By Leela Ramdeen, Chair, CCSJ, & Director, CREDI. Visit rcsocialjusticett.org for our columns, media releases and more.
There are many nuggets of wisdom in today’s readings. Reflect on them. I wish to focus on Jesus’ response to the two disciples who asked Him where He lived. John the Baptist told them: “Look, there is the lamb of God.” On hearing this, they immediately followed Jesus. And when they asked Him where He lived, He responded: “Come and see”. They followed Him immediately.
Jesus is forever calling us. The challenge is to hear His voice in the cacophony of noise/distractions around us. With Carnival in the air, let us not forget to LISTEN to His voice. Remember, as our Second Reading today states: “Your body…is the temple of the Holy Spirit…you should use your body for the glory of God” (1 Cor 6:19–20).
Jesus’ call “Come and see”, is a call to discipleship. As Fr Thomas Rosica said: “Two loaded words throughout John’s Gospel: to come to Jesus is used to describe faith in him (cf John 5:40; 6:35, 37, 45; 7:37); for John, to see Jesus with real perception is to believe in him… We are never called for our own sake, but for the sake of others…God calls all Christians for the sake of the world in which we live… To be called does not require perfection on our behalf, only fidelity and holy listening. …It is a dynamic call that involves a total response on our part. We will never be the same because He has called us, loved us, changed us and made us into His image. Because He has called us, we have no choice but to call others to follow Him.”
One of the most effective ways of calling others is by being living witnesses of the faith we say we profess. The Vatican II document, Gaudium et Spes (43) warns us that the “split between the faith which many profess and their daily lives deserves to be counted among the more serious errors of our age.”
Today’s Responsorial Psalm (39:2, 4, 7–10) is instructive. As we respond: “Here am I, Lord; I come to do your will”, let us resolve to do His will. We serve God by serving others.
Archbishop Jason Gordon reminded some of us recently that our mission is to build the civilisation of love. This is not a part-time job e.g. we can’t say that we will “get on bad and mash up de place” during the carnival season and that we will go to confession afterwards, seeking the Lord’s forgiveness.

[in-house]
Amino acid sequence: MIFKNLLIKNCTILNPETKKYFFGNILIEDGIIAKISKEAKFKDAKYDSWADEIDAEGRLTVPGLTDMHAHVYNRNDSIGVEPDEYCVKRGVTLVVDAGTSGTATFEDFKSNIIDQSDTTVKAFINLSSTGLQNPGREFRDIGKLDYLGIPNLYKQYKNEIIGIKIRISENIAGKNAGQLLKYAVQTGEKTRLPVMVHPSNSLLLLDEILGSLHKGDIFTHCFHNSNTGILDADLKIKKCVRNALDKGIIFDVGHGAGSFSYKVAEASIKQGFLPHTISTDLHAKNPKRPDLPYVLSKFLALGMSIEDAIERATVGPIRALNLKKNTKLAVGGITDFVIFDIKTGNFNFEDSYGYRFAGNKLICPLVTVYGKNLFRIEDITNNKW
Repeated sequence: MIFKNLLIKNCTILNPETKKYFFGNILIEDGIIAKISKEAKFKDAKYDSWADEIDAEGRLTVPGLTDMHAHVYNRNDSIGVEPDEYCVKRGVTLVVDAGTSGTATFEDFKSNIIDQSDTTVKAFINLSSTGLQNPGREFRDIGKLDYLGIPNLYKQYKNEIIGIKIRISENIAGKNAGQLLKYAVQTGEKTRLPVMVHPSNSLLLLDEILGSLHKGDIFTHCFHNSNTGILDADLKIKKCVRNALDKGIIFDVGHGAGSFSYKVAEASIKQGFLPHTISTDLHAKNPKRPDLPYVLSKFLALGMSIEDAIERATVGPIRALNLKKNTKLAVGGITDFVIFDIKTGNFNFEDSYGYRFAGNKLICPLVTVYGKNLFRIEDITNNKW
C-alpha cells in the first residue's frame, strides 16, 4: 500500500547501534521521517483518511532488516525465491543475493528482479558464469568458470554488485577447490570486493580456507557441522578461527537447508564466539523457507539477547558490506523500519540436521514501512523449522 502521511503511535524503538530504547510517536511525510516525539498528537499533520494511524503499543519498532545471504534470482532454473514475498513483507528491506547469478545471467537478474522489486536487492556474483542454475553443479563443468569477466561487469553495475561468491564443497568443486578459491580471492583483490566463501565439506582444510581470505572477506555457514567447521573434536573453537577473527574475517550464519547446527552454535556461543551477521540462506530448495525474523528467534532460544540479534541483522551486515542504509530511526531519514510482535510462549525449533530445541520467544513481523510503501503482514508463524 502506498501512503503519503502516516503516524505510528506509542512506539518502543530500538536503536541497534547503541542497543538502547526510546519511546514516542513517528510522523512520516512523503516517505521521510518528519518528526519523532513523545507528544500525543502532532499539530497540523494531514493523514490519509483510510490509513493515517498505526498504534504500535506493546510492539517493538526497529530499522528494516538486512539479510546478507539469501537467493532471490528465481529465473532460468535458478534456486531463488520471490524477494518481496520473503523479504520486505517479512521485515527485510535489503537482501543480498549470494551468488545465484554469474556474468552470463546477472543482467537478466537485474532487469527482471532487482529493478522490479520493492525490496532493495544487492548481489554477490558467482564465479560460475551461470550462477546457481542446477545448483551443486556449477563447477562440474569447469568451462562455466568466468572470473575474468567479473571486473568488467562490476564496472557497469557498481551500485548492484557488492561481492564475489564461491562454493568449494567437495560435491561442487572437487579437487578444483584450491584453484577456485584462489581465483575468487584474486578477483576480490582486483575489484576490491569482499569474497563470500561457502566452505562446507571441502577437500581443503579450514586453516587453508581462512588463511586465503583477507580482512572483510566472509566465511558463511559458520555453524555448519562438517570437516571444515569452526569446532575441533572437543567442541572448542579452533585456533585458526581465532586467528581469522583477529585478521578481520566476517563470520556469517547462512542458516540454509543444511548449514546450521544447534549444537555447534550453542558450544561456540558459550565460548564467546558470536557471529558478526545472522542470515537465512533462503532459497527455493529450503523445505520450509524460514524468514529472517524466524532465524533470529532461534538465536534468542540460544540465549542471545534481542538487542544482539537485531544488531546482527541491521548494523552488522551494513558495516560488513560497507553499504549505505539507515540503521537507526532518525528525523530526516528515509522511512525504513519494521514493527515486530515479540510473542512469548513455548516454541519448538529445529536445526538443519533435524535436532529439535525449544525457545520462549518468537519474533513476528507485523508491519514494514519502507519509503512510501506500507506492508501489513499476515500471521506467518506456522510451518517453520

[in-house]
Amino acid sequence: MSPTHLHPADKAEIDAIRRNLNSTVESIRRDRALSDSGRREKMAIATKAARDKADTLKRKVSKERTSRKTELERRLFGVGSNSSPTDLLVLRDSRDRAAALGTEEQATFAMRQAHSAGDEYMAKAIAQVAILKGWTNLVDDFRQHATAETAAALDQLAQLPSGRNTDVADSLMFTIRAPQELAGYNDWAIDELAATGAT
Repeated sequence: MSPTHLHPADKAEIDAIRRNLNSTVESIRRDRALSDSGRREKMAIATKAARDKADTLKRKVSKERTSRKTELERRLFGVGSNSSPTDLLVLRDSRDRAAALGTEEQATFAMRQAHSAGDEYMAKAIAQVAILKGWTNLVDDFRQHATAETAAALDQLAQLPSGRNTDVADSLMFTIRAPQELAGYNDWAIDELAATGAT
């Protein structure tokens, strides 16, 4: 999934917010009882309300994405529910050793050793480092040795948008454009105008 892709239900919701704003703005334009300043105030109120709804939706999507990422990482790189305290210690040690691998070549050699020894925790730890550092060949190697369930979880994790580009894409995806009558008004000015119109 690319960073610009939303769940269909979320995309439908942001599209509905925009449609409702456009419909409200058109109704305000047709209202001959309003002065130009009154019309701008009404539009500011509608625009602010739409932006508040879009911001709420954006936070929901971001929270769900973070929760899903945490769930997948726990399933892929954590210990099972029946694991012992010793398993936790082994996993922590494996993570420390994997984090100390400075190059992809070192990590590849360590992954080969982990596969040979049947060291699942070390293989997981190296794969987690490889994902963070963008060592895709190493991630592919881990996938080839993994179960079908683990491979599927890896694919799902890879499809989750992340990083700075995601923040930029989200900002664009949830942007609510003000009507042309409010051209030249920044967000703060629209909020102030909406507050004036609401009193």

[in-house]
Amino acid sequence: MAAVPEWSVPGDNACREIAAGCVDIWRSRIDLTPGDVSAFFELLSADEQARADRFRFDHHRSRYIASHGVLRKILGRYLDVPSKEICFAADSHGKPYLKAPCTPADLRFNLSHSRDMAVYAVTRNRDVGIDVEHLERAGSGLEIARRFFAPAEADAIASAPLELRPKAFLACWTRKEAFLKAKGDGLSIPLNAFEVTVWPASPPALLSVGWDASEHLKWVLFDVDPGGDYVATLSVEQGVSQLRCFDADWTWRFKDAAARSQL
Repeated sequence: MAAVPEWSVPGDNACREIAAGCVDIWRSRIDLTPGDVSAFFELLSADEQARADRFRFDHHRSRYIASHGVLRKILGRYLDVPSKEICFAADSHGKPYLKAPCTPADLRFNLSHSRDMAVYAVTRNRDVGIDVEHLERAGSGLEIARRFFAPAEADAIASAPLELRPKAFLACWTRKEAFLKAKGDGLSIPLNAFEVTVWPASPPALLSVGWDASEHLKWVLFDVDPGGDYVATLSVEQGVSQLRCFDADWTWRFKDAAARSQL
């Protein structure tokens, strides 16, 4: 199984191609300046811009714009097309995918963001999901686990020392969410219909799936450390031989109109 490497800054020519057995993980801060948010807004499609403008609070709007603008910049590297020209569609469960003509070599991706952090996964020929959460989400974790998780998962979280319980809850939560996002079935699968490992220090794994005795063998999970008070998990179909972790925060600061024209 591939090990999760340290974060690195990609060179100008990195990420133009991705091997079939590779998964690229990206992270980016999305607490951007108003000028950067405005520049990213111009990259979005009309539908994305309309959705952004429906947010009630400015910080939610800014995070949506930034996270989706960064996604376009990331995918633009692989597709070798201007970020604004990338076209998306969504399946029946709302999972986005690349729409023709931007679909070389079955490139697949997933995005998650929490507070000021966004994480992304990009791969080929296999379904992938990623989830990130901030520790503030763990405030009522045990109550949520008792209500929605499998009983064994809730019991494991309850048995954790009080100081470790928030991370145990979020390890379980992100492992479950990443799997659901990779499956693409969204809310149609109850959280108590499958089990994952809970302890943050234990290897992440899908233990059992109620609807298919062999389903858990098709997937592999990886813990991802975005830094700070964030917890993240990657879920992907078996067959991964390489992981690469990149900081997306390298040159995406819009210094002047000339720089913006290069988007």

Pope St John Paul II’s words in Christifideles Laici (#17) are noteworthy: “The unity of life of the lay faithful is of the greatest importance: indeed they must be sanctified in everyday professional and social life. Therefore to respond to their vocation, the lay faithful must see their daily activities as an occasion to join themselves to God; fulfil His will; serve other people and lead them to communion with God in Christ.”
The call to “come and see” implies that we must act on what we see. Pope Francis constantly calls us to overcome indifference. In September 2016 he said: “We are accustomed to a culture of indifference and we must strive and ask for the grace to create a culture of encounter, of a fruitful encounter, of an encounter that restores to each person his or her own dignity as a child of God, the dignity of a living person. We are accustomed to this indifference, when we see the disasters of this world or small things: ‘What a shame, poor people, look how they are suffering,’ and then we carry on…And if I don’t look, it’s not enough to see, no, (we must) look—if I don’t stop, if I don’t look, if I don’t touch, if I don’t speak, I cannot have an encounter and I cannot help to build a culture of encounter…Within the family we must live a true encounter and at the table we must listen to each other.”
CCSJ member, Nadine Bushell, is also Council Chairperson of Lions of the Caribbean (July 2017–June 2018) whose overall motto is: “We serve”. Community service is at the heart of this organisation’s work e.g. pediatric cancer, diabetes, environment, vision, hunger relief, helping countries in the region recover from natural disasters and promoting good citizenship. Catholics are in all areas of human endeavour. Like Nadine, let us live our faith in the market place as authentic Disciples of Christ.